Primary central nervous system lymphoma (PCNSL) is an uncommon variant of extranodal non-Hodgkin's lymphoma (NHL) involving brain, leptomeninges, eyes, or spinal cord without evidence of systemic disease. PCNSL represents approximately 4% of primary central nervous system tumors and 1% of all intracranial neoplasms.,, Histologically, most of the PCNSLs were diffuse large B-cell lymphoma (DLBCL). Other histologies were seen in very few cases.,,, Most were immunocompetent individuals., Usage of high-dose methotrexate-based chemotherapeutic regimens with or without whole-brain radiotherapy had improved survivals in PCNSL.,, Addition of rituximab had further improved survivals in PCNSL, and the International Extranodal Lymphoma Study Group (IELSG) prognostic score has shown to be a useful predictor of survival in PCNSL patients., The primary objectives of this analysis were to study the clinicopathological and outcomes in PCNSL patients.
| Materials and Methods|| |
A contrast enhanced magnetic resonance imaging (MRI) of brain, Ophthalmological examination with slit lamp and fundoscopy were performed in all patients. Contrast-enhanced computed tomography (CECT) scan of the neck, chest, abdomen, and pelvis or positron emission tomography (PET)-CT scan, bone marrow aspiration and biopsy, testicular ultrasound examination, and cerebrospinal fluid analysis were performed to exclude systemic lymphoma. The diagnosis was confirmed by stereotactic biopsy or excision of brain lesion.
Blood investigations included a complete hemogram, serum lactate dehydrogenase (LDH), liver function tests, and renal function tests. The IELSG prognostic score  was calculated for each patient based on five characteristics, i.e., age, Eastern Cooperative Oncology Group Performance Status, deep brain structure involvement, cerebrospinal fluid (CSF) protein elevation, and serum LDH levels. Each variable was assigned a value of 0 if favorable or of 1 if unfavorable, and the values of the five variables were added for final score calculation. Patients were grouped into risk groups based on final score as low risk (score 0–1), intermediate risk (score 2–3), and high risk (score 4–5).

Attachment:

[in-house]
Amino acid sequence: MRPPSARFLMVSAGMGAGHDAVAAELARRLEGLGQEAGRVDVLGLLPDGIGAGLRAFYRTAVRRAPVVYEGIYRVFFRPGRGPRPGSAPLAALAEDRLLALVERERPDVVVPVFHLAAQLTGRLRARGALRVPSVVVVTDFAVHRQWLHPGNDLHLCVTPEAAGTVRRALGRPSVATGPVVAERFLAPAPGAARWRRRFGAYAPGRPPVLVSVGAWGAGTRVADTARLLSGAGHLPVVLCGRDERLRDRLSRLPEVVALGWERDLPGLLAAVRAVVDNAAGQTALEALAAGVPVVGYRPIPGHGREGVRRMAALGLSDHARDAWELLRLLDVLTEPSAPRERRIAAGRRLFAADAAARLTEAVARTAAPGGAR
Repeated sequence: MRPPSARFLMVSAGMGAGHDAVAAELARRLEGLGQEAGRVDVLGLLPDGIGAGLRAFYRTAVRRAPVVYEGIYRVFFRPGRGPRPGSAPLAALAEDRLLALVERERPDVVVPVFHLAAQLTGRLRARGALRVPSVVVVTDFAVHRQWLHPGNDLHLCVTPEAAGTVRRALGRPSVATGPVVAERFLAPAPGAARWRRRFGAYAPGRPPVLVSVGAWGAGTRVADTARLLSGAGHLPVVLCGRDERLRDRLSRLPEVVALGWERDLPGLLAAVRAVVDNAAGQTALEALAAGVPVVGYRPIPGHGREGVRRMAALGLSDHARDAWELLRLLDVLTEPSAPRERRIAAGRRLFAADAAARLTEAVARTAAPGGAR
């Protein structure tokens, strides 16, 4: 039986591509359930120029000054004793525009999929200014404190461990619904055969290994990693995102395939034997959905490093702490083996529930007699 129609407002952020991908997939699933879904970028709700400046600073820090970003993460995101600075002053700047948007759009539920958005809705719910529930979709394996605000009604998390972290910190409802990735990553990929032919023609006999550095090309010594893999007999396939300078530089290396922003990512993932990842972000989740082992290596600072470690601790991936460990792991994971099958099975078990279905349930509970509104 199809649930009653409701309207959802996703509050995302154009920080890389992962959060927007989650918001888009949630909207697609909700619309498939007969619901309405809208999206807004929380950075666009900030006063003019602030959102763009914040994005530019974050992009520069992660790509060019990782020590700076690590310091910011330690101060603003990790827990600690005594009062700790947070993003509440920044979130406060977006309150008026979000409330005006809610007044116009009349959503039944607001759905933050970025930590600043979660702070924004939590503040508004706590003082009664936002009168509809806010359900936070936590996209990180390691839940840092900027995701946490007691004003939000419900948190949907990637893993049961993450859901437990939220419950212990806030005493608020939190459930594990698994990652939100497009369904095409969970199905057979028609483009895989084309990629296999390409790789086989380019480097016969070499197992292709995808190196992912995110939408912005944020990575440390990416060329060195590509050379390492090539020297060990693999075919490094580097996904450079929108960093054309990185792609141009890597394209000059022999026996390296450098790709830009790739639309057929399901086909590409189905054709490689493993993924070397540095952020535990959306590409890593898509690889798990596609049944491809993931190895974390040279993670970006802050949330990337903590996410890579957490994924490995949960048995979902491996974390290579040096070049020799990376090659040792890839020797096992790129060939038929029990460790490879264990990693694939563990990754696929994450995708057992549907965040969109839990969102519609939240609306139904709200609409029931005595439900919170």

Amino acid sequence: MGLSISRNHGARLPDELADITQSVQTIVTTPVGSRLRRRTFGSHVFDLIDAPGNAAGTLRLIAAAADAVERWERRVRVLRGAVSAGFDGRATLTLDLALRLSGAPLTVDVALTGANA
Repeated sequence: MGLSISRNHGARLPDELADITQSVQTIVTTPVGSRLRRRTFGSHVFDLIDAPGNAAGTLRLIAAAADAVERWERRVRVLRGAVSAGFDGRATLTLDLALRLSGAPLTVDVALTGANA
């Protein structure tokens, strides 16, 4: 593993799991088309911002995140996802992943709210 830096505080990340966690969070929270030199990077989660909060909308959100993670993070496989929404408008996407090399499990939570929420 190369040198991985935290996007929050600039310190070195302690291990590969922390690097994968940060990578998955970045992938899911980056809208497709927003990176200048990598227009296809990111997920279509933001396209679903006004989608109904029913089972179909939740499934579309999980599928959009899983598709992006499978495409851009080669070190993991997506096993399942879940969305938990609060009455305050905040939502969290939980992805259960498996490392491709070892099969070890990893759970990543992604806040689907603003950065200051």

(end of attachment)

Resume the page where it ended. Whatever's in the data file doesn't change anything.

Progression-free survival (PFS) was defined as the time from start of chemotherapy to the time that PD was documented, death, or lost to follow-up. Overall survival (OS) was defined as the time from start of chemotherapy to death due to any cause or lost to follow-up.
GraphPad Prism software for Windows Version 6 was used to plot the Kaplan–Meier curves for PFS and OS (GraphPad Software, La Jolla, California, USA, www.graphpad.com). Log-rank test was used to calculate P values. P < 0.05 was considered as statistically significant.
| Results|| |
Forty-two patients who were diagnosed with PCNSL between 2006 and 2016 were retrospectively analyzed. The median age at presentation was 46 years (range, 10–75) with male-to-female ratio of 2.2:1. The baseline characteristics of all patients were shown in [Table 1]. Only 2 patients were HIV positive and rest all were HIV negative.
The most common symptom at presentation was headache (64.2%), followed by neurological deficits (54.7%), vomiting (47.6%), and neuropsychiatric features (19%), respectively. Diagnosis of PCNSL was based on stereotactic biopsy and excisional biopsy in 18 (42.8%) and 24 (57.1%), respectively. DLBCL was the most common histology seen in 41 (97.6%) patients, and Burkitt lymphoma was the histology in 1 (2.4%) patient. All patients were Leukocyte Common Antigen (LCA) and CD20 positive and CD3 negative. The clinicopathological features of all patients are depicted in [Table 2].